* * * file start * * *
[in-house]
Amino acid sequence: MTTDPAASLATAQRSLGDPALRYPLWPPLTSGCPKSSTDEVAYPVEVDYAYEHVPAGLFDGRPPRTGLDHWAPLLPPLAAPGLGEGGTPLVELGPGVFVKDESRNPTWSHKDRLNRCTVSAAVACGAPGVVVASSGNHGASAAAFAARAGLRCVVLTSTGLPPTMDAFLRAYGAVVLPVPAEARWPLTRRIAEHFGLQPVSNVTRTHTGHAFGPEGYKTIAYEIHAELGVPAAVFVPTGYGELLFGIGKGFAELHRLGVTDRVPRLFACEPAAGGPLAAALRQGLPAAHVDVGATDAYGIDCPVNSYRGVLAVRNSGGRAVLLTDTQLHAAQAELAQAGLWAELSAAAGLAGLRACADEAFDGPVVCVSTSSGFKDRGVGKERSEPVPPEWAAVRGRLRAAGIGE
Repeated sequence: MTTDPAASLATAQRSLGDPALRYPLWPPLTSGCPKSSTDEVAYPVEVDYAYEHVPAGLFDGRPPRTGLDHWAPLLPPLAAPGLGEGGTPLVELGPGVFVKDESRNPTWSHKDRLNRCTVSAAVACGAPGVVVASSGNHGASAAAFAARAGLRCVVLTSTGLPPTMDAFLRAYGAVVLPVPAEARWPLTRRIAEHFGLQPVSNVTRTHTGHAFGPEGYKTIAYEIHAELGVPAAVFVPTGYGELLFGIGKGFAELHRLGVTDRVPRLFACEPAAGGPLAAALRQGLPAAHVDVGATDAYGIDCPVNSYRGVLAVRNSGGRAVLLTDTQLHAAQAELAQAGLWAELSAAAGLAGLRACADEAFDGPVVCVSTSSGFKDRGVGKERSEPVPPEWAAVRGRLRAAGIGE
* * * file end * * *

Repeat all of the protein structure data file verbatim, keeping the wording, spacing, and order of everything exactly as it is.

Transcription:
[in-house]
Amino acid sequence: MTTDPAASLATAQRSLGDPALRYPLWPPLTSGCPKSSTDEVAYPVEVDYAYEHVPAGLFDGRPPRTGLDHWAPLLPPLAAPGLGEGGTPLVELGPGVFVKDESRNPTWSHKDRLNRCTVSAAVACGAPGVVVASSGNHGASAAAFAARAGLRCVVLTSTGLPPTMDAFLRAYGAVVLPVPAEARWPLTRRIAEHFGLQPVSNVTRTHTGHAFGPEGYKTIAYEIHAELGVPAAVFVPTGYGELLFGIGKGFAELHRLGVTDRVPRLFACEPAAGGPLAAALRQGLPAAHVDVGATDAYGIDCPVNSYRGVLAVRNSGGRAVLLTDTQLHAAQAELAQAGLWAELSAAAGLAGLRACADEAFDGPVVCVSTSSGFKDRGVGKERSEPVPPEWAAVRGRLRAAGIGE
Repeated sequence: MTTDPAASLATAQRSLGDPALRYPLWPPLTSGCPKSSTDEVAYPVEVDYAYEHVPAGLFDGRPPRTGLDHWAPLLPPLAAPGLGEGGTPLVELGPGVFVKDESRNPTWSHKDRLNRCTVSAAVACGAPGVVVASSGNHGASAAAFAARAGLRCVVLTSTGLPPTMDAFLRAYGAVVLPVPAEARWPLTRRIAEHFGLQPVSNVTRTHTGHAFGPEGYKTIAYEIHAELGVPAAVFVPTGYGELLFGIGKGFAELHRLGVTDRVPRLFACEPAAGGPLAAALRQGLPAAHVDVGATDAYGIDCPVNSYRGVLAVRNSGGRAVLLTDTQLHAAQAELAQAGLWAELSAAAGLAGLRACADEAFDGPVVCVSTSSGFKDRGVGKERSEPVPPEWAAVRGRLRAAGIGE